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Another rule for BJP

Another rule for BJP

Author: Balbir K. Punj
Publication: The Asian Age
Date: April 14, 2007

Whichever way the Election Commission (EC) decides on the Congress and Marxist combine's plea to derecognise the BJP, the sordid episode has surely revealed the chinks in the secularists' armour. By making this demand on the EC, the "secularists" have conceded that they are unable to fight the BJP on the basis of ideology and that their faith in democracy continues to be skin-deep.

The Marxists' mellifluous noises about democracy are part of a sinister plan. It is a settled fact that the Communists often use a democratic set-up to infiltrate and wreck the system from within. And the Congress' credentials about democracy have become suspect ever since Emergency, the darkest period of Indian democracy after independence. In fact, both these political formulations (Congress and Marxists) are a misfit in a democratic polity.

After its comprehensive defeat in Punjab, Uttarakhand and Delhi, the rogue CD has come as a godsend for the Congress. Rahul Gandhi, the heir apparent, may draw crowds in Uttar Pradesh because of the novelty value, but it is obvious that his antics will not be able to resurrect the near-dead Congress in the state. No wonder that the Congress is seeking to use the EC to eliminate the BJP from the electoral arena.

The Election Commission of India was understandably upset over an impugned CD that got mixed with the campaign material that the BJP in UP distributed on April 4. Naturally, it acted to seek an explanation from the party. The party, however, had on the same day the rogue CD was found to have been slipped into its campaign material, disassociated itself from it and withdrew it totally. It was only two days later that the EC got into the act and asked for an explanation from the BJP. All that the BJP had to do was to point out to the EC that it had not authorised the CD, that it did not bear its imprimatur and symbol and that a major party official had been suspended for his neglect in allowing such unauthorised material to get into the party's campaign kit.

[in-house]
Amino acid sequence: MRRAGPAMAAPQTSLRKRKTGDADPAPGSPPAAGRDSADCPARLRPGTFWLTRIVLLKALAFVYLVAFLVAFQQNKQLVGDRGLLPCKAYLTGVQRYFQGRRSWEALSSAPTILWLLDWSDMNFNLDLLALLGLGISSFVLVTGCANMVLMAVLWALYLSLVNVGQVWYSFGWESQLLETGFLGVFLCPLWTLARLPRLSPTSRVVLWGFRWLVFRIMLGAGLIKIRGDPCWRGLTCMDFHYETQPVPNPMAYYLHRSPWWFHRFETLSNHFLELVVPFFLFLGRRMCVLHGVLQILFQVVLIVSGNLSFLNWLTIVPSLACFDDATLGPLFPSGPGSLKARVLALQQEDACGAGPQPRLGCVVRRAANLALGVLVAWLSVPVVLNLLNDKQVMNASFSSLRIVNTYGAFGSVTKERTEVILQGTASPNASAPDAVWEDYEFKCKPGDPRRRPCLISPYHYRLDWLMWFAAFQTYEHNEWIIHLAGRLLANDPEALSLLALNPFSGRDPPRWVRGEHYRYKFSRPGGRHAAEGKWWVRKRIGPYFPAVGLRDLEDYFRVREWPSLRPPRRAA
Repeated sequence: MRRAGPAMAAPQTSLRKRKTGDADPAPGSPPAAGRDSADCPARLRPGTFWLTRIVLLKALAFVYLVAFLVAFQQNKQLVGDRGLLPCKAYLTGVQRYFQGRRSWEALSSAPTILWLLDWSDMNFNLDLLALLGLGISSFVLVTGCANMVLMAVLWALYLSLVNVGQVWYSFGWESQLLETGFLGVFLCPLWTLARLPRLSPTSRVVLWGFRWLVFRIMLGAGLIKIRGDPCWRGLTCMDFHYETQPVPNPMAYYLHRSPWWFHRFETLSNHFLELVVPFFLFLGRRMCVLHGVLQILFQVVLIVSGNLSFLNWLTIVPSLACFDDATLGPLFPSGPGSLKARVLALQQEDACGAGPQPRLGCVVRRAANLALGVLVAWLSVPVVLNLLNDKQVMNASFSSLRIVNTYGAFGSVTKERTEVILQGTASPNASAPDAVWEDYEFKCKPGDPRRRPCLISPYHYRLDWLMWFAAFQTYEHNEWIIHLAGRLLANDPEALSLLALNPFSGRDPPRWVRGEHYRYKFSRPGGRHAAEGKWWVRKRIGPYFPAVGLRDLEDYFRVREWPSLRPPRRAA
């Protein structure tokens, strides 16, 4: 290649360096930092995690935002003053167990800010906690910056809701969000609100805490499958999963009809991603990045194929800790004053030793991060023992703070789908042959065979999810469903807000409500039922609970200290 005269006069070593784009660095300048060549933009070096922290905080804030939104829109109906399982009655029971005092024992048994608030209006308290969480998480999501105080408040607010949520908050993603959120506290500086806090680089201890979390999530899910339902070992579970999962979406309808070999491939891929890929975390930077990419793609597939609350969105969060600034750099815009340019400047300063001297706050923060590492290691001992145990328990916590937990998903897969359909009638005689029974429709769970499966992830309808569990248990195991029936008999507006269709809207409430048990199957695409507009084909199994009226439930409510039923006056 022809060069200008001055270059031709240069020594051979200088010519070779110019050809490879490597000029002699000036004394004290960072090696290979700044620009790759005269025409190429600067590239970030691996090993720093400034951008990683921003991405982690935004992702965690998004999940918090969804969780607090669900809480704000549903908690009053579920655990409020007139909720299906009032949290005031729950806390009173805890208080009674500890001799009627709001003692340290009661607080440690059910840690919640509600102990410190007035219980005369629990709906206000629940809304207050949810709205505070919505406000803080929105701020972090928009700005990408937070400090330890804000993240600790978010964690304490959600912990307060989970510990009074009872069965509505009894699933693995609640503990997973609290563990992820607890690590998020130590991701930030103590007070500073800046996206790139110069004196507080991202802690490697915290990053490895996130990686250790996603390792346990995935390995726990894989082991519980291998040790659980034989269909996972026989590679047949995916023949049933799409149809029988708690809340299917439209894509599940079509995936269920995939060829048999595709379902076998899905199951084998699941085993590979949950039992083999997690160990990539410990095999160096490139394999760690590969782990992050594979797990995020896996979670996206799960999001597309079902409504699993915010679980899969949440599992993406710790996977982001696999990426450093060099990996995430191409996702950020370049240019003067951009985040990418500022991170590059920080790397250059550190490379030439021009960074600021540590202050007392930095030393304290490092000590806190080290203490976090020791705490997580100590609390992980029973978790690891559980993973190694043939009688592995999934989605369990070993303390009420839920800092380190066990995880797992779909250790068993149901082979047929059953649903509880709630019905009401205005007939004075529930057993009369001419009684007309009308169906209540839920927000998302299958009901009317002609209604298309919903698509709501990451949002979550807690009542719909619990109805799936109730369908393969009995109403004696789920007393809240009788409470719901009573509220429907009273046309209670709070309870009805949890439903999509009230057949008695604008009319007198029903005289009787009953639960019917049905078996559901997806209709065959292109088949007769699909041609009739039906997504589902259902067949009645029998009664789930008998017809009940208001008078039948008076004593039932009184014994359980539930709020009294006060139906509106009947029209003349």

That the BJP itself disassociated itself from the rogue CD the moment it came to its notice and that this categorical disassociation was disclosed both at the party central office and at the state office, should have been enough to end the story. But strangely, even before the party office bearers themselves got a chance to look at the rogue CD, the EC ordered an FIR to be filed against the party's national president, which was done with electric speed by the Samajwadi Party government. There is little doubt that the EC acted under pressure from the Congress-Marxist combine.

How can the party's national president be held responsible if he was neither present at the function where this material was distributed nor was in any way connected with it? It is significant that the two FIRS were filed even after the entire party at various levels, from top to bottom, had totally disassociated itself from the CD.

Some precedents and recent events are instructive in this context. Subsequent to Mrs Indira Gandhi's assassination, the Congress under Rajiv Gandhi carried out a vicious anti-Sikh election campaign in 1984. The Congress under him issued an election manifesto (not just election propaganda material) promising to implement a Bible Raj. The EC chose to close its eyes to this blatant attempt to appeal for vote in the name of religion.

In the last Assembly elections in Bihar, Lalu Prasad Yadav, the railway minister was caught in the act of publicly distributing money to voters while the election code was in force. He was not proceeded against. In that same election, another Central Cabinet minister who is also the president of his party was carrying on a campaign by saying that he would like to install a Muslim as the chief minister of Bihar. In the previous election, the same minister was being accompanied by a look-alike of Osama bin Laden, the world's number one terrorist. The look-alike was intended to emphasise this Cabinet minister's empathy towards Osama bin Laden and the Muslim cause.